Some folks adore going to gigs. I’ve never exactly been one of them, and over the last six or seven years the number I go to has dwindled considerably, but I’ve seen a good few bands play in my time. I still see friends’ bands play regularly – indeed I still play shows myself, backing other people or, very occasionally, on my own – but by and large I don’t see too many club gigs any more, stadium/arena gigs have never appealed, and with my medication regime to maintain and the fear of being isolated too far from proper medical care in case of a cardiac emergency, I’m unlikely ever to go to a real festival again.
But in my peak gig-going years, from around 1998 to 2004, I saw a decent number of shows. Probably eight or ten a year for six or seven years (not counting gigs my friends’ bands played), plus festivals. I soon came to develop a fondness for certain venues. My friends all seemed to like the Brixton Academy and the Astoria on Charing Cross Road. I didn’t dig Brixton at all really (too big, and with a sloping floor, which was fine if you wanted to stand at the back, but pretty hazardous if you were jumping around). I liked more intimate venues. I liked to be able to see the band up close. My favourite small venue for rock shows was the Garage on Holloway Road, just a five-minute walk from my other favourite venue, the Union Chapel (which is just wonderful for sit-and-listen shows). There is, I should point out, nothing particularly special about the Garage as a building. It’s just a smallish room with a lowish ceiling, but a low stage and no big separation between band and crowd, which is how I like it. Large-room shows have always seemed too impersonal to me compared to that.
In, I would guess, early 2000 I went to the Garage one weekday evening to see Cinerama supported by Woodbine (it is, I should point out, possible that I’m conflating two different gigs, but I think I saw those two there on the same bill). The friend I went with was a regular John Peel listener at the time, and kept much more abreast of contemporary indie than I did. He played me Woodbine’s first album (a band signed to Domino and featuring a former member of Cornershop). I found it interesting and it fit with a developing fondness I had for lo-fi music (indie that really spoke of its indieness by being obviously low-budget and rough around the edges). So I was up for going to see them live, supporting a band who at the time I hadn’t heard and knew only a couple of things about: they’d recorded with Steve Albini, and their singer and songwriter David Gedge had been in the Wedding Present, who were some kind of big deal in the eighties. Me and my friend were, I guess, by some measure the youngest there. Woodbine hadn’t really drawn their own crowd, and the Cinerama audience skewed towards Gedge’s own age, which was a good decade older than we were.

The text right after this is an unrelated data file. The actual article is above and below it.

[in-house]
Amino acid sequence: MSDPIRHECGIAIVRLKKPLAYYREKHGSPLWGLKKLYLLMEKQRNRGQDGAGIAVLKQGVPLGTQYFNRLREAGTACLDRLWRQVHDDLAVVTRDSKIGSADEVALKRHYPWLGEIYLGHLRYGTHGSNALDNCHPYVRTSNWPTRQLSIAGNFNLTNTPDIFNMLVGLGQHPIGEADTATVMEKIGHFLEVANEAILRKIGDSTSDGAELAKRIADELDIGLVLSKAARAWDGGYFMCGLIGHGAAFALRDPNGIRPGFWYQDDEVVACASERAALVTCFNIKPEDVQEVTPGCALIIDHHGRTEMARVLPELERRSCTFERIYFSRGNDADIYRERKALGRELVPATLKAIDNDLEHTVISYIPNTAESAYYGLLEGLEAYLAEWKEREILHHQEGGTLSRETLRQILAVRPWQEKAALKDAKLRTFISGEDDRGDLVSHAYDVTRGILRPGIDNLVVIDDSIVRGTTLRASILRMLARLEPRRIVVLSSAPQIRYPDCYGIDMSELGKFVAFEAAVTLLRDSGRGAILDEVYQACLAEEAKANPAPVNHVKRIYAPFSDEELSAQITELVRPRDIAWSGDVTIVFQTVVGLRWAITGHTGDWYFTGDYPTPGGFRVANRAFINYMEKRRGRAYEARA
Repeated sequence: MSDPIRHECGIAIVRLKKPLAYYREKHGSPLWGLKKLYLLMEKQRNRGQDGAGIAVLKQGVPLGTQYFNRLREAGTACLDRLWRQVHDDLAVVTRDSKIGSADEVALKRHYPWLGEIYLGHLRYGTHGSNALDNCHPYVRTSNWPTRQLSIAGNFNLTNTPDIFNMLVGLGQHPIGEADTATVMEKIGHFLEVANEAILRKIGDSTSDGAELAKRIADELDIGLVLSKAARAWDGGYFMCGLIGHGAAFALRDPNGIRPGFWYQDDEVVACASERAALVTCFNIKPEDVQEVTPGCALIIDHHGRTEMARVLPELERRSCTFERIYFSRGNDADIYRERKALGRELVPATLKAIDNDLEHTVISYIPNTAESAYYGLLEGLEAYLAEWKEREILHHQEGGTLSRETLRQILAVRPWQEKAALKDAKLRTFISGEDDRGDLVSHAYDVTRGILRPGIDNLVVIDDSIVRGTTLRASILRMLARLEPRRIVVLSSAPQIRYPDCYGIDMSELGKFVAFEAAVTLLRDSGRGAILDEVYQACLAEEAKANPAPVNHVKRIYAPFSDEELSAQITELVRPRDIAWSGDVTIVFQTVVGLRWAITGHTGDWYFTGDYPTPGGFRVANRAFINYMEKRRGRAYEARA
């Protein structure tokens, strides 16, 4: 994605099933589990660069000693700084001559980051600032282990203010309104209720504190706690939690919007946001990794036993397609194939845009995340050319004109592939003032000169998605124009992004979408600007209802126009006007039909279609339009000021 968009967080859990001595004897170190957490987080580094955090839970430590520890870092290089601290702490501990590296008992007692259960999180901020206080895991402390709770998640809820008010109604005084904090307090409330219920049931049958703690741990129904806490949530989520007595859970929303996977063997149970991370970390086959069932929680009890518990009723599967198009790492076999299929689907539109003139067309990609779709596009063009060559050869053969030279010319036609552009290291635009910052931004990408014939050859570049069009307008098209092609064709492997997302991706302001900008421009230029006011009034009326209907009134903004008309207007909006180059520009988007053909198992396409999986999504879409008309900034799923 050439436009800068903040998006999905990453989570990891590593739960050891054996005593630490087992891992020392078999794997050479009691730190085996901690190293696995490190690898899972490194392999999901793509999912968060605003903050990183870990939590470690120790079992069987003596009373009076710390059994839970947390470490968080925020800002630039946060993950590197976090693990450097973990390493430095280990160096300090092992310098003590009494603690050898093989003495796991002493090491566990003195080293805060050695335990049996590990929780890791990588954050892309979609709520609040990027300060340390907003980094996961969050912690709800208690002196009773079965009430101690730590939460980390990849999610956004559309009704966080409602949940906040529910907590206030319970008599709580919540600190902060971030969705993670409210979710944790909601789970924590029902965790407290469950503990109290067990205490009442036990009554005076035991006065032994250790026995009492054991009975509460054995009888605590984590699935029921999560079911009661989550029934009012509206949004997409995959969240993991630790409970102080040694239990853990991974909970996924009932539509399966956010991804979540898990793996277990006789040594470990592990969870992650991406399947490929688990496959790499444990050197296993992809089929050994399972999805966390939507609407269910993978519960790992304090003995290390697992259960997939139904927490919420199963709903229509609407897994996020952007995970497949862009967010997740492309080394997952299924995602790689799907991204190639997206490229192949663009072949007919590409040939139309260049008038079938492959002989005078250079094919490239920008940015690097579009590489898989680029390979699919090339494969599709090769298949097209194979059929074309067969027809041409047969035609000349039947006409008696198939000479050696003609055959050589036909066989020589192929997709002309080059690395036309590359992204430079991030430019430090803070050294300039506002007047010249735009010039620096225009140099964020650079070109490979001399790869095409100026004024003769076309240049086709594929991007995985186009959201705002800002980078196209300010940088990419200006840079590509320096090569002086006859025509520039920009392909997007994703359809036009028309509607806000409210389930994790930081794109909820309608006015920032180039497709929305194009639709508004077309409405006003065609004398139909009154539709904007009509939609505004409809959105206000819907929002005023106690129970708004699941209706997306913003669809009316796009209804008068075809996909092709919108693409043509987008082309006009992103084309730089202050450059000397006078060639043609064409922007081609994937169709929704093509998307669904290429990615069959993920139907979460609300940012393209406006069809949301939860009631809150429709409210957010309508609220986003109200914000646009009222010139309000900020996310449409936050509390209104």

So Woodbine had a hell of a job making themselves heard. They remain the quietest band I’ve ever heard on stage. It didn’t help that they were drunk (their drummer was really drunk) and I doubt they’d have been particularly together even if they’d have been sober. Essentially they weren’t a band suited to a club gig. Not particularly skilled or confident as performing musicians, insisting on playing as quietly as possible, then getting hammered before going on – these are not the ingredients of onstage greatness. Frankly, it was a bit of a trainwreck. As a support act at the Union Chapel down the road, it might have worked, just about. But at the Garage, in front of a crowd who were enjoying a pint or two and having a chat before their old indie hero came on, not a hope.
This was a wake-up call of sorts: being lo-fi and pure and real and putting your emphasis on songs rather than fancy arrangements and showmanship and instrumental prowess was all very well. Avoiding rock-show clichés was unarguably a good thing, too. But it was obvious to me even then that Woodbine were making something essentially pretty easy look hard. I saw them upstairs at the Garage later that year, they were much more together and it was a much better show. I talked to Susan Dillane afterwards and she seemed mildly embarrassed about the Cinerama show, so maybe it was a bit of a turning point for them too.
For all their weaknesses live, their first, self-titled, album (I haven’t heard the second and so far only other Woodbine record) remains an appealingly wonky listen. It’s a vibe record – the songs come and go without seeming to leave much of an imprint on you, but together they create a hazy narcoleptic mood which is quite specific to them; I’ve never heard another record that feels like it’s coming from quite the same place as this. The songs’ sleepiness is accentuated by the weird mix, by Neil Hagerty and Jennifer Herrema from Royal Trux, which places the (frequently mumbled) vocals about as far back as is workable and then saturates them in reverb. Occasionally, out of the murk, will leap a guitar part (as on Neskwik) or a manually-ridden delay (as on Mound of Venus).
This willingness to be surprising, to be untidy, is integral to the feel of the record. The same arrangements, recorded to hard disk and mixed in a DAW, with all the possibilities they provide for editing, compression, equalisation and automation, and the songs wouldn’t feel the same at all. Woodbine are undoubtedly a minor act, all but forgotten. But if you’re curious about (and I can’t believe I’m going to use this word) slowcore, late-nineties indie or lo-fi music from the analogue era, Woodbine is a record worth hearing. It should really be listened to as a whole, but if you want to just track down a few songs, Mound of Venus, Neskwik, I Hope That You Get What You Want or Tricity Tiara* will do you.
*Readers from outside Britain should note that this is a Tricity Tiara. Anyone who’s ever rented a flat in Britain will be familiar with them.